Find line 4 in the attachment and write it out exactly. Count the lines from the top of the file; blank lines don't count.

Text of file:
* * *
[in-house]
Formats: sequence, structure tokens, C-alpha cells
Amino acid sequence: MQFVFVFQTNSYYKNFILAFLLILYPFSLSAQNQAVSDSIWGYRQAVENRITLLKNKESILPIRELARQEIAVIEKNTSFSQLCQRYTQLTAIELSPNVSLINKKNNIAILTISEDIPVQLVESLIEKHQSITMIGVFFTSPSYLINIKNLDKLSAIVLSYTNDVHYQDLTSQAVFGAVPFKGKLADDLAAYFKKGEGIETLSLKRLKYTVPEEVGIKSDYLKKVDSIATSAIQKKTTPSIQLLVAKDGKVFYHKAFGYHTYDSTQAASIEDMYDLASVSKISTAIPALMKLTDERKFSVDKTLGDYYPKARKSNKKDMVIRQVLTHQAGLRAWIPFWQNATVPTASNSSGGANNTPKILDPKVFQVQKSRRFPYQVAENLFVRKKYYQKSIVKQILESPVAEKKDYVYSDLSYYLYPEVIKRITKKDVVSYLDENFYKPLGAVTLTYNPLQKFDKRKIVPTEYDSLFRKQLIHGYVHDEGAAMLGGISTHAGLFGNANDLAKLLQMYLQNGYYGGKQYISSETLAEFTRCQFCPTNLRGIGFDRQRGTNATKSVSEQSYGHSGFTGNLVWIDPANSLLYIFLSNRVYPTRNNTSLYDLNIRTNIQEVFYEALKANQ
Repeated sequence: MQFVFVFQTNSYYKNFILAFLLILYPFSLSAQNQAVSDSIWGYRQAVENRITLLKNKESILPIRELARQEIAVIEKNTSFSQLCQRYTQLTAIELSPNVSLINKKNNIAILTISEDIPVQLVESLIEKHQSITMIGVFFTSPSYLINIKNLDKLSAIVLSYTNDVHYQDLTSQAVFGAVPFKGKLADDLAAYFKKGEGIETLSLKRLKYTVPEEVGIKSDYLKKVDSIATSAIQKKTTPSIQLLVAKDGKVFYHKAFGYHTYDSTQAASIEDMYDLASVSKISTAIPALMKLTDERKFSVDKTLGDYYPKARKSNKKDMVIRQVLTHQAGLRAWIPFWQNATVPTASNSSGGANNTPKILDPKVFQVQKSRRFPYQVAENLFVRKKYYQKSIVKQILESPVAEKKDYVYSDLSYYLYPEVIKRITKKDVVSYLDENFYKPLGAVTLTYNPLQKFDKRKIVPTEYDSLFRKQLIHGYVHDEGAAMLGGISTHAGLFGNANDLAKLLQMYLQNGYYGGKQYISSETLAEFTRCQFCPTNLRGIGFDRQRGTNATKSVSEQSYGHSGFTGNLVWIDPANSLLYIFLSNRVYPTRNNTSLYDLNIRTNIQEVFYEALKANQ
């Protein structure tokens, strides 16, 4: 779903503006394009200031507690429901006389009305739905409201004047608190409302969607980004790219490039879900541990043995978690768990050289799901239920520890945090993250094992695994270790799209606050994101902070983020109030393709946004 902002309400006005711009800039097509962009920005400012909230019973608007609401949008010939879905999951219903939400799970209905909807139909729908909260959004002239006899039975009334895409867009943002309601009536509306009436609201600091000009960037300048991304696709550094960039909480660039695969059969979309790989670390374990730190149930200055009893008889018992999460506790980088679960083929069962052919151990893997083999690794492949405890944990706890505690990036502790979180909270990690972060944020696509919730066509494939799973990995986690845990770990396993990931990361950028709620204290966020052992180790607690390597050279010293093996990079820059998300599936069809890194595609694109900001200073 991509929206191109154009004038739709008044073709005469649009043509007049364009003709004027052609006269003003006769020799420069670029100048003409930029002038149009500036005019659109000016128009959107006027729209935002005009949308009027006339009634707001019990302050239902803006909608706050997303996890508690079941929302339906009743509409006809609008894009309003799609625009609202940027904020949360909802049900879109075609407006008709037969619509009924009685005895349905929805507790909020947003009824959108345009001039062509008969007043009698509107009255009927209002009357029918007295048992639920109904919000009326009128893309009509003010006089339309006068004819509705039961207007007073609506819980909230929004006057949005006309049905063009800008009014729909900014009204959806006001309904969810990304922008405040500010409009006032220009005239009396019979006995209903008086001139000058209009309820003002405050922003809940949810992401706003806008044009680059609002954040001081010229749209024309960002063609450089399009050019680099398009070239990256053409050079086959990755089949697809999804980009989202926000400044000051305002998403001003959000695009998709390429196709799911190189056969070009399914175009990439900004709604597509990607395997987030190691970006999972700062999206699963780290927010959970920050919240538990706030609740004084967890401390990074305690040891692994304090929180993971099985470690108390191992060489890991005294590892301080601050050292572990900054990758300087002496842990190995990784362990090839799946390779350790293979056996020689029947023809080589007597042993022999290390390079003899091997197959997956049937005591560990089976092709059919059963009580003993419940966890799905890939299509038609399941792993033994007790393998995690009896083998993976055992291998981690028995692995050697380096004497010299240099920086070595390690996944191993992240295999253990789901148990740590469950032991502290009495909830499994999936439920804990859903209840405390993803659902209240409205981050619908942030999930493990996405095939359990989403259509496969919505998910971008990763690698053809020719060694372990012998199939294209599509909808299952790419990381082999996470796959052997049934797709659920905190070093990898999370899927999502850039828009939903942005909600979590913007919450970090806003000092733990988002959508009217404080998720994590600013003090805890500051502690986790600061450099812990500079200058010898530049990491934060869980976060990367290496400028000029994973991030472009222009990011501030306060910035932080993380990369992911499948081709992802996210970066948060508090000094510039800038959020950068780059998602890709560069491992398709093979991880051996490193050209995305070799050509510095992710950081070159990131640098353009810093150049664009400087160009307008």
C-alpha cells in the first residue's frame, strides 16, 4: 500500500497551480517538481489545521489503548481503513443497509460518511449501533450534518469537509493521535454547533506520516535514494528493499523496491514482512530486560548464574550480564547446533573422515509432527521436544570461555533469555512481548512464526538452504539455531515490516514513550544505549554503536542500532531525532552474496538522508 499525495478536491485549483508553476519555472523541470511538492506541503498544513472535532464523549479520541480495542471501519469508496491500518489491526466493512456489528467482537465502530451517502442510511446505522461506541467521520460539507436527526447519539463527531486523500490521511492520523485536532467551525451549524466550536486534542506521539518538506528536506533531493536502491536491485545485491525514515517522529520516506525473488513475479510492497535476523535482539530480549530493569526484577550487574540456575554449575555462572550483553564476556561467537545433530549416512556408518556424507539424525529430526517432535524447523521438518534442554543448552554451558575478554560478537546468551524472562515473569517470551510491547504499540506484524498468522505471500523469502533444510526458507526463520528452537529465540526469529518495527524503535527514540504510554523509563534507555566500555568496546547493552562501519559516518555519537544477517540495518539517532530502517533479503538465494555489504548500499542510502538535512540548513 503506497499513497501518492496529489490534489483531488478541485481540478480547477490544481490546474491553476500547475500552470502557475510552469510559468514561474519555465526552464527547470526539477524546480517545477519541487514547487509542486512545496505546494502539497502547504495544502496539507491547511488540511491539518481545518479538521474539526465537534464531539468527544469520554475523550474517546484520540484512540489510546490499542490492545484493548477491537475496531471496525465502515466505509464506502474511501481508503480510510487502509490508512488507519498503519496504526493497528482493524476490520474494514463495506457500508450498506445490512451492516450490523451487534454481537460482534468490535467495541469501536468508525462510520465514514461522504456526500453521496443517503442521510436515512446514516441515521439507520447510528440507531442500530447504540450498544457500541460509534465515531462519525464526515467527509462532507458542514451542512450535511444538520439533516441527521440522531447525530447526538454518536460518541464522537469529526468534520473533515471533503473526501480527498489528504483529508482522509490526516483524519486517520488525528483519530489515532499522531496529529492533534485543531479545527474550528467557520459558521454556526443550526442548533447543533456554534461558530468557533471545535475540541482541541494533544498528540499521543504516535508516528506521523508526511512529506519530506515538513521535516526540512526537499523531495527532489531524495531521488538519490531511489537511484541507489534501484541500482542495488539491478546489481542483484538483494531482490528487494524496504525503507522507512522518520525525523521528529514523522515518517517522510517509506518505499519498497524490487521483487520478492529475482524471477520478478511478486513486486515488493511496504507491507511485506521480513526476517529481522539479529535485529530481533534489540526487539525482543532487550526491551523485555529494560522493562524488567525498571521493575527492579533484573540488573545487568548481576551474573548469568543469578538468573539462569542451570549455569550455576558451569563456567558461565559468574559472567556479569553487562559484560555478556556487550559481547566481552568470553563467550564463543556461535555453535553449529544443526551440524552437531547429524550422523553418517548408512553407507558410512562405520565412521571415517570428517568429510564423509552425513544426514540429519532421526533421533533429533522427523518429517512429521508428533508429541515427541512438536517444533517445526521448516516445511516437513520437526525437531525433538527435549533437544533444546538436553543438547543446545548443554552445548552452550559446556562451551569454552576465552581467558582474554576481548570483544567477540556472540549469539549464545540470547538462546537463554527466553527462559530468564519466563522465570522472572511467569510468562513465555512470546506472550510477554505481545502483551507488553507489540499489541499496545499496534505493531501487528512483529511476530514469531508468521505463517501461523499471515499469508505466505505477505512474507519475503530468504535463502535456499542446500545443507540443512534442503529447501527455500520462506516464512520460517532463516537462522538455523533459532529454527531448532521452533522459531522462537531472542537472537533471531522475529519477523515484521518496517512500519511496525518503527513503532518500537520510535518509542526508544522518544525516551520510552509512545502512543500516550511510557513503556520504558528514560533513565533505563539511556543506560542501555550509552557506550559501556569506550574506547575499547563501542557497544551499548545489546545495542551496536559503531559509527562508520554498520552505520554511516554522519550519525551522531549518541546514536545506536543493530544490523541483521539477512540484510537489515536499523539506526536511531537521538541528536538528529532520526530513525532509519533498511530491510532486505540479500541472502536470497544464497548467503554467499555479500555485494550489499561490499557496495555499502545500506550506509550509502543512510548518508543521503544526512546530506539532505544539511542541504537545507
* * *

Repeated sequence: MQFVFVFQTNSYYKNFILAFLLILYPFSLSAQNQAVSDSIWGYRQAVENRITLLKNKESILPIRELARQEIAVIEKNTSFSQLCQRYTQLTAIELSPNVSLINKKNNIAILTISEDIPVQLVESLIEKHQSITMIGVFFTSPSYLINIKNLDKLSAIVLSYTNDVHYQDLTSQAVFGAVPFKGKLADDLAAYFKKGEGIETLSLKRLKYTVPEEVGIKSDYLKKVDSIATSAIQKKTTPSIQLLVAKDGKVFYHKAFGYHTYDSTQAASIEDMYDLASVSKISTAIPALMKLTDERKFSVDKTLGDYYPKARKSNKKDMVIRQVLTHQAGLRAWIPFWQNATVPTASNSSGGANNTPKILDPKVFQVQKSRRFPYQVAENLFVRKKYYQKSIVKQILESPVAEKKDYVYSDLSYYLYPEVIKRITKKDVVSYLDENFYKPLGAVTLTYNPLQKFDKRKIVPTEYDSLFRKQLIHGYVHDEGAAMLGGISTHAGLFGNANDLAKLLQMYLQNGYYGGKQYISSETLAEFTRCQFCPTNLRGIGFDRQRGTNATKSVSEQSYGHSGFTGNLVWIDPANSLLYIFLSNRVYPTRNNTSLYDLNIRTNIQEVFYEALKANQ